Investing.com – Crude prices fell hard for a second day in a row and looked poised to end October with double-digit losses as oil bulls who rushed to hedge against the Israel-Hamas war discovered to their disappointment that the rest of the market wasn’t prepared to assign a war risk premium to a trade simply unaffected by the conflict.
Weaker-than-anticipated factory activity in top crude importer China added to the gloom of the market.
New York-traded , or WTI, crude for December delivery, settled at $81.02 per barrel, down $1.29, or 1.6% on the day, adding to Monday’s 3.8% slump.
Aside from its more than 5% drop on the week, the US crude benchmark looked likely to finish the current month down as much as 11%. That would be its worst performance since May, just before the announcement of Saudi-Russian production cuts that led to four straight months of rally in oil.
UK-origin crude’s most-active January contract was at $85.16, down $1.19, or 1.4%, by 15:00 Eastern US Time (19:00 Greenwich Mean Time). Brent was also down almost 11% on the month in what appeared to be its worst month since August 2022.
After last week’s stumble, oil began this week deeper in the red as traders looked beyond the war in the Middle East to concerns over what the Federal Reserve could do at its on Wednesday.
“It is interesting crude prices have given up the bulk of their gains since Hamas attacked Israel which suggests either the geopolitical risk-premium has sharply reduced or global economic concerns have increased, perhaps a combination of the two,” said Craig Erlam, analyst at online trading platform OANDA.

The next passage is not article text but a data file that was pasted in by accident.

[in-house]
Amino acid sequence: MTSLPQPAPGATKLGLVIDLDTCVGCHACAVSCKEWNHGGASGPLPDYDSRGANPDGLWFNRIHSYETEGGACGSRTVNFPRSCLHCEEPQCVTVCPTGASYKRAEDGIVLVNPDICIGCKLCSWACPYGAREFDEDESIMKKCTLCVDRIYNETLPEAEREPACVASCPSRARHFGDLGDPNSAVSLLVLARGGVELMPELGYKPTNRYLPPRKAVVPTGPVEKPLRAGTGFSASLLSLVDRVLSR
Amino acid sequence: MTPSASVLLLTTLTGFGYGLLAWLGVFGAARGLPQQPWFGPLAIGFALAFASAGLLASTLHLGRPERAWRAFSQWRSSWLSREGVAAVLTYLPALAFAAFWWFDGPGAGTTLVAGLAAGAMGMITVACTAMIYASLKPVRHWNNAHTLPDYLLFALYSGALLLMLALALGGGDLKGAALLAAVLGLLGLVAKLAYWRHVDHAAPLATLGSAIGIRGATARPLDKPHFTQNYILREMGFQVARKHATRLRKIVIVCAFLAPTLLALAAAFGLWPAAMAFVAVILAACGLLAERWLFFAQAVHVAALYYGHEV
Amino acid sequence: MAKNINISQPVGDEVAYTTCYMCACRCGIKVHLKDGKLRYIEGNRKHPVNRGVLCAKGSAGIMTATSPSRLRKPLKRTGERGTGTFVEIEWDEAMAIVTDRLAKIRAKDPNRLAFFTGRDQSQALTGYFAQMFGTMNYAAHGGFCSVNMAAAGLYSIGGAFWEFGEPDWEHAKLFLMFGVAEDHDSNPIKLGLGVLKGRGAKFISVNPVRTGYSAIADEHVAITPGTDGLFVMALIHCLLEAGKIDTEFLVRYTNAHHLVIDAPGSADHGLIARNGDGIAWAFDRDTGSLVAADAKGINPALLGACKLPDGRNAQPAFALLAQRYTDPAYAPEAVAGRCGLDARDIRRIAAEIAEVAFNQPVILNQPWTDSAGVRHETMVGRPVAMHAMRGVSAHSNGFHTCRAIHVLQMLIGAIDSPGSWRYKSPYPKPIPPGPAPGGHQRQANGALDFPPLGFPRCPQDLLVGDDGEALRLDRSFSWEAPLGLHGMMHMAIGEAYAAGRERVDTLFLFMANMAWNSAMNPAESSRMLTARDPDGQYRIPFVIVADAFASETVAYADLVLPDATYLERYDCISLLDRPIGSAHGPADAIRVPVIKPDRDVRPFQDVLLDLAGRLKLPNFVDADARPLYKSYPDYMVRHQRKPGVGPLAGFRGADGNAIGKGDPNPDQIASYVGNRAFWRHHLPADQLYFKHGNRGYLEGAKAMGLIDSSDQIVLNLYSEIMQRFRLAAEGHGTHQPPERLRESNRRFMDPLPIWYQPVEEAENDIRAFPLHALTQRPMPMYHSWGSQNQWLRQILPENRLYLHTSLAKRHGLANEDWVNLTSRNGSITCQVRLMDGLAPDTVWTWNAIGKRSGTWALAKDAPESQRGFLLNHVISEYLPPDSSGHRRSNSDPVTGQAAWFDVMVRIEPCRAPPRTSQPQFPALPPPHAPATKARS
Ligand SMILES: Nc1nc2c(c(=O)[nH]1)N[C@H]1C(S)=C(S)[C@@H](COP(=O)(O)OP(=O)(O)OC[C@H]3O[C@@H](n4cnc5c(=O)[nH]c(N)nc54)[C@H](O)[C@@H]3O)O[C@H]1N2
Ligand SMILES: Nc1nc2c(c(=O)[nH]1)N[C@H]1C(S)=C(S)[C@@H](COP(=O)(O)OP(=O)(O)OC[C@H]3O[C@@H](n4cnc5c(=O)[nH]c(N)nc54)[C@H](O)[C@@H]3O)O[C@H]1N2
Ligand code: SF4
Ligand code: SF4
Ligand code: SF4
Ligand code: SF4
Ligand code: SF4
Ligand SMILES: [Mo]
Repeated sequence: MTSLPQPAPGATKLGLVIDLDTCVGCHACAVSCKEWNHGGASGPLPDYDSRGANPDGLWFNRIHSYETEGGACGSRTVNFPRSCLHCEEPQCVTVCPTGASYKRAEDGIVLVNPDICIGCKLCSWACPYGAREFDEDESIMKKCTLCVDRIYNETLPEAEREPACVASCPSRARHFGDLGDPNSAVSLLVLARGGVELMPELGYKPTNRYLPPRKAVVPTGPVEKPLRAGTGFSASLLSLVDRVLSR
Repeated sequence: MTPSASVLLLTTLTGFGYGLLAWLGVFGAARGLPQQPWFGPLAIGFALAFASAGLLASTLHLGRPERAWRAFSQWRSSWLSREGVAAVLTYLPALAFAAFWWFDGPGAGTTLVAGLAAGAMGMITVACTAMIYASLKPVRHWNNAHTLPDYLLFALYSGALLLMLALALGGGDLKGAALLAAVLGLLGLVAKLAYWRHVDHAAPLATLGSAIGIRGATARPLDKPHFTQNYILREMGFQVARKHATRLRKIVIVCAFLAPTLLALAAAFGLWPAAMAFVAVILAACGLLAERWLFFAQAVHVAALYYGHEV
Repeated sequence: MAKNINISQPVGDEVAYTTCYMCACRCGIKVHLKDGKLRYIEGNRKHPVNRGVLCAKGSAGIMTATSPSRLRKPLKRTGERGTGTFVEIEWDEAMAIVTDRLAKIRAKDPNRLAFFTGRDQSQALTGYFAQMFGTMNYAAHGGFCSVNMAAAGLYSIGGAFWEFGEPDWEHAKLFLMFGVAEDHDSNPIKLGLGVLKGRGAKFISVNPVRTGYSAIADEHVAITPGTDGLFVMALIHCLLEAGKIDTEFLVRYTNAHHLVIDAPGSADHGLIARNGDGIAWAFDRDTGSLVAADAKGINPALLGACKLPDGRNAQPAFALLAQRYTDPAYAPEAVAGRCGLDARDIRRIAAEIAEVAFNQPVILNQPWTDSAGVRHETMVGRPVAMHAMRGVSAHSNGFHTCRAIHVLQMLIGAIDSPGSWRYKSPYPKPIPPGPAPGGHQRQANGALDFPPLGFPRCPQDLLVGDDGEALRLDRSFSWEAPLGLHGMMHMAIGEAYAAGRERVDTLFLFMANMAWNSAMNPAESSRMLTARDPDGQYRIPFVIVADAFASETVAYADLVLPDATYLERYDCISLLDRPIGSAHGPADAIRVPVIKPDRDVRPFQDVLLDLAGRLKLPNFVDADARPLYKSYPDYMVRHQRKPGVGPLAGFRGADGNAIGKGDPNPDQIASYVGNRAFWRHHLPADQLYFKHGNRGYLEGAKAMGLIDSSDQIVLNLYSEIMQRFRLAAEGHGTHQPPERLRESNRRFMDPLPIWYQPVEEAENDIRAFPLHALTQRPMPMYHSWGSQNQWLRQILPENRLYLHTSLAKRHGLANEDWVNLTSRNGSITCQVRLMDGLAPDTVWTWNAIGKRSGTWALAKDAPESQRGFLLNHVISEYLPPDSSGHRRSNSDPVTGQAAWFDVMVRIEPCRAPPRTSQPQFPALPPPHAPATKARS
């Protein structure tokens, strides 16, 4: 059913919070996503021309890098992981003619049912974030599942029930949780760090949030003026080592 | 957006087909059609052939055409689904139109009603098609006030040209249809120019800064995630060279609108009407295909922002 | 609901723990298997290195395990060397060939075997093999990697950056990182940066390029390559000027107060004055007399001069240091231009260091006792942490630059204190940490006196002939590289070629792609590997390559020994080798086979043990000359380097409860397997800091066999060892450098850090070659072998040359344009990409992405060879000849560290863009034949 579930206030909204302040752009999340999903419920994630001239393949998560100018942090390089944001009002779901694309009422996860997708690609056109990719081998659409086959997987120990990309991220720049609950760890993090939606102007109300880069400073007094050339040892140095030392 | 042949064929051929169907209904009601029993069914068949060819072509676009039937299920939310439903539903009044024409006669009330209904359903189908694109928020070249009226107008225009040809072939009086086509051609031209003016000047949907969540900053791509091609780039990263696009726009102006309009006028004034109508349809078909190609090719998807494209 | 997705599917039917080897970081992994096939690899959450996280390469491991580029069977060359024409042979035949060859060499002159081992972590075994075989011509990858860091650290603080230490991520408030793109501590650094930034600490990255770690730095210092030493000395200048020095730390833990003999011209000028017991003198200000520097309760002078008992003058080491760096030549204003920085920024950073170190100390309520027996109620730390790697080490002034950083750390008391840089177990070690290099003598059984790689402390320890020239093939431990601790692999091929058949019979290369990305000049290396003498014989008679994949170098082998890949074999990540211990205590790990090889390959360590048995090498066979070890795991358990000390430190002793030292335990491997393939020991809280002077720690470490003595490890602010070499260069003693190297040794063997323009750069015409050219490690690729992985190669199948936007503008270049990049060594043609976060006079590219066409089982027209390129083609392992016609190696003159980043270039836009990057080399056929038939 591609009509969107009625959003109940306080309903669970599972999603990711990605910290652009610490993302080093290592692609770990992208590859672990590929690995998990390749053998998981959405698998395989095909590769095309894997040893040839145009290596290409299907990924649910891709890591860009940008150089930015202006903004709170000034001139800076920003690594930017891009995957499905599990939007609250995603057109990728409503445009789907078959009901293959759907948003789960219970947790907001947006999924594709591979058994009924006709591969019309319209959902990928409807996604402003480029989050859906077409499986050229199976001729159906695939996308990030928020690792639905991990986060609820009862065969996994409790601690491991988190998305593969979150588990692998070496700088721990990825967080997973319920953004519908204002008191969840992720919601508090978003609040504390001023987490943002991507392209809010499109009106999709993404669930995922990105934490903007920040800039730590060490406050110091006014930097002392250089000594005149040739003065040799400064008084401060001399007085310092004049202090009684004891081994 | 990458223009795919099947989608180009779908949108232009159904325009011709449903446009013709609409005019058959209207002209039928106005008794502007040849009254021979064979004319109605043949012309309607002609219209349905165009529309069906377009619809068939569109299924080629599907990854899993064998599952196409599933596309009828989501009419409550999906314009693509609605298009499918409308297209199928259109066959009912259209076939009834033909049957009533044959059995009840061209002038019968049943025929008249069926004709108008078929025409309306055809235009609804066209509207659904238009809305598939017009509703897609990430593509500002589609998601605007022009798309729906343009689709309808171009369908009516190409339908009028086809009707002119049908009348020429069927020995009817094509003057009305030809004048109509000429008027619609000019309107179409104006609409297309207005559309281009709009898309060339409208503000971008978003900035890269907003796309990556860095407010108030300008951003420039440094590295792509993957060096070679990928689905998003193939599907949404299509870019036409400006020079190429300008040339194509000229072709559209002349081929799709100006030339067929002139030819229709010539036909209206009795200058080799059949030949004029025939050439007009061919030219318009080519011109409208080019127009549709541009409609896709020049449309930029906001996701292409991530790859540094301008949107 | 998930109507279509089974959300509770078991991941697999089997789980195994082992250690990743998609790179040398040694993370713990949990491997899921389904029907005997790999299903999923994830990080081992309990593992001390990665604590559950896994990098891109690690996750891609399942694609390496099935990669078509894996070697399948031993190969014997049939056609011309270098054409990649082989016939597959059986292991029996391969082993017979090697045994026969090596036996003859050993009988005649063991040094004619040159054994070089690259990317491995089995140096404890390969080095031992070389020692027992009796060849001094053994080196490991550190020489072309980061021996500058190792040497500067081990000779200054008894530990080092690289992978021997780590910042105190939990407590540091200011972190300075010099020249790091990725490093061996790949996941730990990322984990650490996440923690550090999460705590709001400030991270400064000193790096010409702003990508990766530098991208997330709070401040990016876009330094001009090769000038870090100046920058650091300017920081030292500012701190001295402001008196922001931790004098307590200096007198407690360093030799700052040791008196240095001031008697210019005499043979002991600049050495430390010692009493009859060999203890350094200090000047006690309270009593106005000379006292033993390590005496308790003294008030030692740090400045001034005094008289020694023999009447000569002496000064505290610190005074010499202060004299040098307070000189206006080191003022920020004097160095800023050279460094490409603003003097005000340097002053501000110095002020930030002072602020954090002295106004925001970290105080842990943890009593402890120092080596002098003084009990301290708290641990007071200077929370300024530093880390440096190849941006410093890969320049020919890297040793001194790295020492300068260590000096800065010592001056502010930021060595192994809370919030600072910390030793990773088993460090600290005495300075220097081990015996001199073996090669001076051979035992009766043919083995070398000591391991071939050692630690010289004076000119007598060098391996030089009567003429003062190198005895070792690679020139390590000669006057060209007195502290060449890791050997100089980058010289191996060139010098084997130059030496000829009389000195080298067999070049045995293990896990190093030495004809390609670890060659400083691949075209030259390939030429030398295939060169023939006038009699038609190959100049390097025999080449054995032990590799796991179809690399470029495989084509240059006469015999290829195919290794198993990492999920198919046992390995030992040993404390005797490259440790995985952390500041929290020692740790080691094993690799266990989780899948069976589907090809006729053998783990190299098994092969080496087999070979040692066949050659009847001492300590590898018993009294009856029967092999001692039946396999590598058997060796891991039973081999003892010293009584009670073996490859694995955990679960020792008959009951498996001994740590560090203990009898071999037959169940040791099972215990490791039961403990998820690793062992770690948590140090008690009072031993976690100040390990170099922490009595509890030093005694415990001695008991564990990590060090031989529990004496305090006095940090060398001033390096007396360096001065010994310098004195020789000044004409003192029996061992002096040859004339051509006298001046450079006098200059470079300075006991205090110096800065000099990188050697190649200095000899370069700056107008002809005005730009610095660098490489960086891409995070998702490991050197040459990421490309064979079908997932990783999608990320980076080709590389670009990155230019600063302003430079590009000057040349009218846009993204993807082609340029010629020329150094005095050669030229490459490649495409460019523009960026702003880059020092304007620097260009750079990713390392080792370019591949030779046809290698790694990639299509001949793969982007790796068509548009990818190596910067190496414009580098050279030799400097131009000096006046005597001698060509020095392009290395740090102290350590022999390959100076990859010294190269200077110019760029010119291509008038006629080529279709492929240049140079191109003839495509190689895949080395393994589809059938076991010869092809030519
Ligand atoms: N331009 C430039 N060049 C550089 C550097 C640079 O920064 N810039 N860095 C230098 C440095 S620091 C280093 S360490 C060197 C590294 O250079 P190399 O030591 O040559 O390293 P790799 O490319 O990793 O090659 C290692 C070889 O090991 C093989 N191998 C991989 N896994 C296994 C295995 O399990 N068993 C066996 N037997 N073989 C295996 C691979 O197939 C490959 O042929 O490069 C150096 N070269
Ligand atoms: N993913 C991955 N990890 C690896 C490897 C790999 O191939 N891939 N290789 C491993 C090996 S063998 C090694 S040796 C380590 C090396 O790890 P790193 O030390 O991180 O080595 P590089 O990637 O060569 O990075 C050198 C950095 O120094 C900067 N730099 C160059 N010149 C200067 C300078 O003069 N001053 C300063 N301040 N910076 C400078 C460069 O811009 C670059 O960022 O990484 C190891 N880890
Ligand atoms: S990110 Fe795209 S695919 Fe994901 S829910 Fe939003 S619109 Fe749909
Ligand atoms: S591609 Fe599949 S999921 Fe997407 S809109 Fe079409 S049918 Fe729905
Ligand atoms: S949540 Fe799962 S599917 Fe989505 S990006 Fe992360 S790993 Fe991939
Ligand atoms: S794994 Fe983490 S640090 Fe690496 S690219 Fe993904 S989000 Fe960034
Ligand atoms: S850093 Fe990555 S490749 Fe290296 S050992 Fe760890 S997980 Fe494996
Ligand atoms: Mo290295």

The Fed is expected to hold interest rates unchanged after 11 hikes between March 2022 and July this year that boosted the base US lending rate from just 0.25% to 5.5%.
But the central bank still has another meeting in December where it could still do another raise. Data showed on Tuesday that US labor costs increased solidly in the third quarter amid strong wage growth while house price inflation accelerated in August, the latest signs that the Fed could keep interest rates high for some time.
On top of the wage inflation report, the Fed will get an even more influential reading on US jobs and wages when October’s is released on Friday.
In China, manufacturing activity unexpectedly shrank in October, while non-manufacturing growth slowed substantially.
The reading indicated that despite a slew of stimulus measures from Beijing, business activity was struggling to recover and raised more questions over just how much more Chinese oil consumption will increase this year, given the steadily worsening economic conditions.
(Peter Nurse and Ambar Warrick contributed to this item)